Self inflicted upper limb injuries in a tertiary care rural Plastic Surgery unit - A psychiatric evaluation
Keywords:self inflicted injuries, plastic surgery, psychiatric co-morbidity
Background: Deliberate self-harm patients (DSH) with upper limb injuries are commonly admitted in the plastic surgery units. Psychiatric comorbidities are risk factors for these patients with self-inflicted injuries. A multidisciplinary team approach is needed.
Methods: Patients who presented with self-inflicted upper limb injuries in the plastic surgery department were referred for psychiatric liaison services. Socio-demographic data, mode of injury, plastic surgical procedures, and psychiatry diagnosis were noted.
Results and discussion: Out of 48 patients, 20 (41.6%) belong to the 21-30 age group, 30 (62.5%) were males. 43 (89.6%) patients needed major plastic surgery procedures. The major psychiatric comorbidities were depressive disorder (27.1%), adjustment disorder (16.6%), alcohol dependence syndrome (14.6%), and bipolar mood disorder (12.5%). High psychiatric morbidity among self-inflicted hand injuries suggests the need for a multidisciplinary approach and long term follow-up.
Conclusion: Psychiatric liaison services are important in the treatment of self-inflicted upper limb injuries.
Cowen P, Harrison P, Burns TM, Fazel. Shorter Textbook of Psychiatry,7th ed.Oxford: Oxford University Press. 2017.1118-39,
Nazeer N, Tharayil HM, Vidyadharan V. A Comparative study of impulsivity, lethality and intent among patients attempting suicide by self-immolation and poisoning. Kerala Journal of Psychiatry. 2019;32(1):10-16.
Mc Learie S, Orr DJA, O’Dwyer AM. Psychiatric morbidity in a regional plastic surgery centre— one-year review with a proposed categorisation. Br J Plast Surg. 20041;57(5):440–5.
Ersen B, Kahveci R, Saki M, Tunali O, Aksu I. Analysis of 41 suicide attempts by wrist cutting: a retrospective analysis. Eur J Trauma Emerg Surg. 2015;43.
Rabi S, Sulochana J, Pawan S. Self-inflicted cut injury as common method of deliberate self harm: A retrospective study from Nepal. Indian J Psychol Med. 2017; 39(5):579-83.
Krysinska K, Heller TS, De Leo D. Suicide and deliberate self-harm in personality disorders. Current Opinion in Psychiatry. 2006;19:95-101.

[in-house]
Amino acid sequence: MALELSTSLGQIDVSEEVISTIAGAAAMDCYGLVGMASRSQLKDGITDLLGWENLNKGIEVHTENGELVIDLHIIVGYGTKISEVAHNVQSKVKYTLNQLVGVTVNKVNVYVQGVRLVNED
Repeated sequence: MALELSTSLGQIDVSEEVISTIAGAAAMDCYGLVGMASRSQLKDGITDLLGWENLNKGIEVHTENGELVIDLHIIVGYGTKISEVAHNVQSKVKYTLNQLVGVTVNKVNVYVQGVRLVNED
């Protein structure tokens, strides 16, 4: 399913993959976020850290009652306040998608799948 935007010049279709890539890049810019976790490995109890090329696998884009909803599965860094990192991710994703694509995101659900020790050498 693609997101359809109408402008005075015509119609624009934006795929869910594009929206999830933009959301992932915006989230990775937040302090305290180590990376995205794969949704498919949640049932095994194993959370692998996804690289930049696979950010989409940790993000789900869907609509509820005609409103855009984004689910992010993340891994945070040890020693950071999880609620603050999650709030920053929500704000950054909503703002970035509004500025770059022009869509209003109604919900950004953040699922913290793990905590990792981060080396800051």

Jeong SH, Gu JH, Kim WK. Analysis of Self-Inflicted Lacerations to the Wrist: A Multidisciplinary Approach to Treating. J hand Surg Asian-Pacific. 2020:2020:47-53.
Rashid A, Brennen MD. Psychiatric assessment of patients with self-inflicted lacerations to the wrist and forearm admitted to a nonpsychiatric ward: The experience of a regional plastic surgery unit. J Plast Reconstr Aesthetic Surg. 2006;59(3):266-71.
Hawton K, Harriss L. Deliberate self-harm in young people: Characteristics and subsequent mortality in a 20-year cohort of patients presenting to hospital. J Clin Psychiatry. 2007; 68(10):1574-83;
Krishnaram VD, Aravind VK, Vimala AR. Deliberate self-harm seen in a government licensed private
psychiatric hospital and institute. Indian J Psychol Med. 2016; 38(2): 137–4.
Gupta R, Narnoli S, Das N, Sarkar S, Balhara Y. Patterns and predictors of self-harm in patients with substance-use disorder. Indian J Psychiatry. 2019; 61(5):431-48.
Bilén K, Ottosson C, Castrén M, Ponzer S, Ursing C, Ranta P, et al. Deliberate self-harm patients in the emergency department: Factors associated with repeated self-harm among 1524 patients. Emerg Med J. 2011; 28(12):1019-25
Yip PSF, Hawton K, Liu K, Liu K sun, Ng PWL, Kam P man, et al. A study of deliberate self-harm and its repetition among patients presenting to an emergency department. Crisis. 2011; 32(4):217-24
How to Cite
Copyright (c) 2020 Kerala Journal of Psychiatry
This work is licensed under a Creative Commons Attribution-NonCommercial 4.0 International License.